Civil War blockade runner excavated

The coast of North Carolina is one of those world-renowned ‘wreck traps.’ Off its coast lies hundreds of wrecks, including Blackbeard’s flagship and the Civil War ironclad Monitor. But according to this story, “the wreck of the Civil War blockade runner Modern Greece, which sits just beyond the surf near Fort Fisher, is in many ways the most important of all.”

As the article explains:

The wreck, which was excavated 50 years ago, led to the creation of the state underwater archaeology unit that studies the other wrecks. It led to a state law to protect historic wreck sites from pilfering. It yielded such a large trove of artifacts that many have been used in experiments that advanced the tricky science of how to preserve historical treasures found underwater.

As the first of about 30 blockade runners sunk along the coast near Wilmington while trying to bring arms and vital commodities to the Confederate states, it has an iconic status in North Carolina and maritime history.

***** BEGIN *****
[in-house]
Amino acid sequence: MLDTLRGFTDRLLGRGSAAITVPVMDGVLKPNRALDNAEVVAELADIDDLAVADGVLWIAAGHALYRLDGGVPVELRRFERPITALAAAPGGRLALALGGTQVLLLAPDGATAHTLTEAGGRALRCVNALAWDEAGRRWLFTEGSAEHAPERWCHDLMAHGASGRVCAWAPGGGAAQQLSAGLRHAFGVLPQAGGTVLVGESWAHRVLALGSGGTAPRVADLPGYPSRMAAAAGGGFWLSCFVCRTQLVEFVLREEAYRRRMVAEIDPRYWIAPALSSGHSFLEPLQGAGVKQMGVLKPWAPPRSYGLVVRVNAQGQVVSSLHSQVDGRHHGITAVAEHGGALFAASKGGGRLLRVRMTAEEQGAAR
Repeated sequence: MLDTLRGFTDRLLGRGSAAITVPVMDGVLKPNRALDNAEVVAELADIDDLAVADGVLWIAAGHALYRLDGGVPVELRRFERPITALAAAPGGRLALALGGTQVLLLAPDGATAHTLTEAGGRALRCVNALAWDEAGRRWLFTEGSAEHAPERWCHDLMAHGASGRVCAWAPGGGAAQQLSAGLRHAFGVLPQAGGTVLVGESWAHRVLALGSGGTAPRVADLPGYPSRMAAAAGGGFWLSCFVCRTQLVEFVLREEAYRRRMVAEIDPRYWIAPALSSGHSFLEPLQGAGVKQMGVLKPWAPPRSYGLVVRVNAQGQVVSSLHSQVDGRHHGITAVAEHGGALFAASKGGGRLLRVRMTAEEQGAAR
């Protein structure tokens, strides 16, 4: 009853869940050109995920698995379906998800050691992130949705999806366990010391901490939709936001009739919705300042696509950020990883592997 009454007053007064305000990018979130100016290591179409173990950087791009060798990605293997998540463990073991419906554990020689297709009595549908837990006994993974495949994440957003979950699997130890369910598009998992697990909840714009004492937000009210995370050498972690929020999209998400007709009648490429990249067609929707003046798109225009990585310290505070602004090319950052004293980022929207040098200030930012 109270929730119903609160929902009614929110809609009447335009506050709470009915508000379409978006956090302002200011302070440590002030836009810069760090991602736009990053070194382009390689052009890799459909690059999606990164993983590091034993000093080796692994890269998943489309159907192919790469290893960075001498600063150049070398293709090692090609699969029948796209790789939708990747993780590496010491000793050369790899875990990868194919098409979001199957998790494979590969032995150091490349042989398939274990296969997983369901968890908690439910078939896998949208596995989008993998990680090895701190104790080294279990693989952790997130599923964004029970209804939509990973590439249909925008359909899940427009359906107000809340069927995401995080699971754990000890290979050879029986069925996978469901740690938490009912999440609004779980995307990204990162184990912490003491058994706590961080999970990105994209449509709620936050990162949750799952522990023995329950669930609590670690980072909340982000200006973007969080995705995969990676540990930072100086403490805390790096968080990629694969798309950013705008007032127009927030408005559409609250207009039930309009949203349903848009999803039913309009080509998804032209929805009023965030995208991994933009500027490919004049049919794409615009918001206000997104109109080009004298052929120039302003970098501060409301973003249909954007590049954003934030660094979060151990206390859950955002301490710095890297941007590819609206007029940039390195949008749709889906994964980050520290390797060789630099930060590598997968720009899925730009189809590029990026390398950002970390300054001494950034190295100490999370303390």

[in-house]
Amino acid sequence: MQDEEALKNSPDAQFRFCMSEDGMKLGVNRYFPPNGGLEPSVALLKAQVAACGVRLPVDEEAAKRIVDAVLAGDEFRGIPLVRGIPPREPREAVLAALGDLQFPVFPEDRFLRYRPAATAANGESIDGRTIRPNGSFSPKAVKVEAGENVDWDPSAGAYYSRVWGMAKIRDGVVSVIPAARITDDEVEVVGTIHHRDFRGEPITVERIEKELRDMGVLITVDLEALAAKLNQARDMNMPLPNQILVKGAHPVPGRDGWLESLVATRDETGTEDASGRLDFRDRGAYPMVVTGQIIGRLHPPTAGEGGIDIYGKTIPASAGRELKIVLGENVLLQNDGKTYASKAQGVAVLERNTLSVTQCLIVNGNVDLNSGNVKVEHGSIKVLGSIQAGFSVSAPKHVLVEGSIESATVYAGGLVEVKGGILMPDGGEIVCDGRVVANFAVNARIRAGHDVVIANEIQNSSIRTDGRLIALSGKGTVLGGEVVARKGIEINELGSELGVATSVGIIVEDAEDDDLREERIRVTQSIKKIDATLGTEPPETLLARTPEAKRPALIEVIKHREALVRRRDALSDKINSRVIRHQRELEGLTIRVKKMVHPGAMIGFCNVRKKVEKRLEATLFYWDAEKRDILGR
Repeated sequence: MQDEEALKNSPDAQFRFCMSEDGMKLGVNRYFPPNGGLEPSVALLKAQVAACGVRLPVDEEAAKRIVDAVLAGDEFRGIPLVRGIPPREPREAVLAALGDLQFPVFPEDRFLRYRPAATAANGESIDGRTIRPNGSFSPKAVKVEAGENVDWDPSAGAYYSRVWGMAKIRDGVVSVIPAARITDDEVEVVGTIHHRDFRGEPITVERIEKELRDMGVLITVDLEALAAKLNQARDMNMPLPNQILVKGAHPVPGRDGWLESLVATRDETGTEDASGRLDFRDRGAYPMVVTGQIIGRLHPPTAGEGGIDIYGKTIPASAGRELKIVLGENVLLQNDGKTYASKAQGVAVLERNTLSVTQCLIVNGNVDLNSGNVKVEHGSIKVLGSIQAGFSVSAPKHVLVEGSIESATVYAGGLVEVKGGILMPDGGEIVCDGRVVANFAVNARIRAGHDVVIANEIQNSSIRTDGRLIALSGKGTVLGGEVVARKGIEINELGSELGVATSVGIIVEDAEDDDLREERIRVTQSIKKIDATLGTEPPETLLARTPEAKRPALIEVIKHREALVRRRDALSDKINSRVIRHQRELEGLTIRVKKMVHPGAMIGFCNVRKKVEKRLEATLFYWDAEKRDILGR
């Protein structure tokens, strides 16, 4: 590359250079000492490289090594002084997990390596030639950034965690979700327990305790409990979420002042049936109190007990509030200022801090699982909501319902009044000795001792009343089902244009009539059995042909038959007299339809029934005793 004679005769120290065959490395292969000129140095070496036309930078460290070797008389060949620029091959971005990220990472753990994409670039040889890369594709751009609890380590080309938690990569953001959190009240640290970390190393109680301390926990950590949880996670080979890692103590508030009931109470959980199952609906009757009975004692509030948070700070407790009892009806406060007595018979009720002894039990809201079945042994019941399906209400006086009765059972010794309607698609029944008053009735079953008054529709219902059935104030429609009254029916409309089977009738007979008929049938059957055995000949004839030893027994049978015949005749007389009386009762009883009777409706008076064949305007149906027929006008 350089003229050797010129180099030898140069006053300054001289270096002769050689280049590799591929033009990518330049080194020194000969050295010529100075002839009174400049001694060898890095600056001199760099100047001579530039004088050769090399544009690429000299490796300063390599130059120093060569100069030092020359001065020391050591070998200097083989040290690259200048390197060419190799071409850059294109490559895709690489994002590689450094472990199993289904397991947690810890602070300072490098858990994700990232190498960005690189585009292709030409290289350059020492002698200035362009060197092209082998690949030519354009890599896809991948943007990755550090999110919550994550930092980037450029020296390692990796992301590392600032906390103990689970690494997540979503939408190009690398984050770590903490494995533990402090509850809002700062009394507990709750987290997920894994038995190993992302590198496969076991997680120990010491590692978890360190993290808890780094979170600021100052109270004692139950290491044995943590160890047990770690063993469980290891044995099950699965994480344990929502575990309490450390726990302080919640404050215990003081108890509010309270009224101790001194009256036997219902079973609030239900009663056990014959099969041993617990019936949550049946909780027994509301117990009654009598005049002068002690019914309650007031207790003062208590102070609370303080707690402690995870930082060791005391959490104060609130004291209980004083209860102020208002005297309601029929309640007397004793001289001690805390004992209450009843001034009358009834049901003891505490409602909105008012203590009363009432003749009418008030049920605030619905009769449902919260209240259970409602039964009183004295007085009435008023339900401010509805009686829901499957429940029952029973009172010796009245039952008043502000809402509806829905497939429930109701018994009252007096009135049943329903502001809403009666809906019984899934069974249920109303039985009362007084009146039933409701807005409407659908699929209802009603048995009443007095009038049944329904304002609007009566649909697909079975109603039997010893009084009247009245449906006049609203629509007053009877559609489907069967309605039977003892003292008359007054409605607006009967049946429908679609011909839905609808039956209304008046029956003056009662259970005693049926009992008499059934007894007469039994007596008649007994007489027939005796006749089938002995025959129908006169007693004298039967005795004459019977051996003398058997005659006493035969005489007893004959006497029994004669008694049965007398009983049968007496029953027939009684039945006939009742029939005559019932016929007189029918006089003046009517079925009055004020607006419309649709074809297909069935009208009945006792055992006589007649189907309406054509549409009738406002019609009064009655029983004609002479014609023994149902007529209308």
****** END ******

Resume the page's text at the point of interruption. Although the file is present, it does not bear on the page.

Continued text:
And last week — just in time for events marking the 150th anniversary of its sinking — thousands of artifacts from the Modern Greece were recovered from underwater.

For the second time.

A team of students began to pull the artifacts out of murky, half-century-old storage tanks, clean and catalog them and put them in indoor tanks where they could finally begin to receive modern preservation treatment.

“It was just the right time to do this,” said Mark Wilde-Ramsing, deputy state archaeologist and head of the Department of Cultural Resources’ Underwater Archaeology Branch. “The bottom line is it would be a bit irresponsible to just leave it there. We don’t even know what we have there.”

Coming up are a seminar, a public viewing and an expedition to the site.

The activity is aimed at bringing more attention to the local blockade runners, Wilde-Ramsing said. They represent the largest collection of wrecks in the world dating from an interesting period in naval architecture, and they have a central place in Civil War history.

For more images go here.


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Filed under Along the Coast, Announcement, Shipwreck culture, Wrecks in the News

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